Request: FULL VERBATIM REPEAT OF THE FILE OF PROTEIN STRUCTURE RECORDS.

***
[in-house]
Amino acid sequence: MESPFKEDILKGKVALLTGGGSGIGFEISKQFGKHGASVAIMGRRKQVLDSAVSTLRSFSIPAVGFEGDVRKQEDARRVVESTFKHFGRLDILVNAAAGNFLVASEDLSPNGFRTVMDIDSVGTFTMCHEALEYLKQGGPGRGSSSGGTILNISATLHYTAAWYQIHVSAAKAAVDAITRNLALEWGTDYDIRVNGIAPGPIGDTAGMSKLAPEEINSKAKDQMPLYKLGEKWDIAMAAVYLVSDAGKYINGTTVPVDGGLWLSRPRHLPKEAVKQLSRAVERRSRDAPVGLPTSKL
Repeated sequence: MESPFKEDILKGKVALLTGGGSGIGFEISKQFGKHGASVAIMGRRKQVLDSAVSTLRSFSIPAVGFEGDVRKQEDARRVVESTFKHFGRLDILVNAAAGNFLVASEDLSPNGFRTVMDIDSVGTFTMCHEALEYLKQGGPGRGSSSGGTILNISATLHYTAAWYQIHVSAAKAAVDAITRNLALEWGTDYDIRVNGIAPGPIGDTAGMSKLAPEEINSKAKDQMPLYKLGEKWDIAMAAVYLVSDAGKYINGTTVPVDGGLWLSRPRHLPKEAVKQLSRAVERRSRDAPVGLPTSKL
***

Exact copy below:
[in-house]
Amino acid sequence: MESPFKEDILKGKVALLTGGGSGIGFEISKQFGKHGASVAIMGRRKQVLDSAVSTLRSFSIPAVGFEGDVRKQEDARRVVESTFKHFGRLDILVNAAAGNFLVASEDLSPNGFRTVMDIDSVGTFTMCHEALEYLKQGGPGRGSSSGGTILNISATLHYTAAWYQIHVSAAKAAVDAITRNLALEWGTDYDIRVNGIAPGPIGDTAGMSKLAPEEINSKAKDQMPLYKLGEKWDIAMAAVYLVSDAGKYINGTTVPVDGGLWLSRPRHLPKEAVKQLSRAVERRSRDAPVGLPTSKL
Repeated sequence: MESPFKEDILKGKVALLTGGGSGIGFEISKQFGKHGASVAIMGRRKQVLDSAVSTLRSFSIPAVGFEGDVRKQEDARRVVESTFKHFGRLDILVNAAAGNFLVASEDLSPNGFRTVMDIDSVGTFTMCHEALEYLKQGGPGRGSSSGGTILNISATLHYTAAWYQIHVSAAKAAVDAITRNLALEWGTDYDIRVNGIAPGPIGDTAGMSKLAPEEINSKAKDQMPLYKLGEKWDIAMAAVYLVSDAGKYINGTTVPVDGGLWLSRPRHLPKEAVKQLSRAVERRSRDAPVGLPTSKL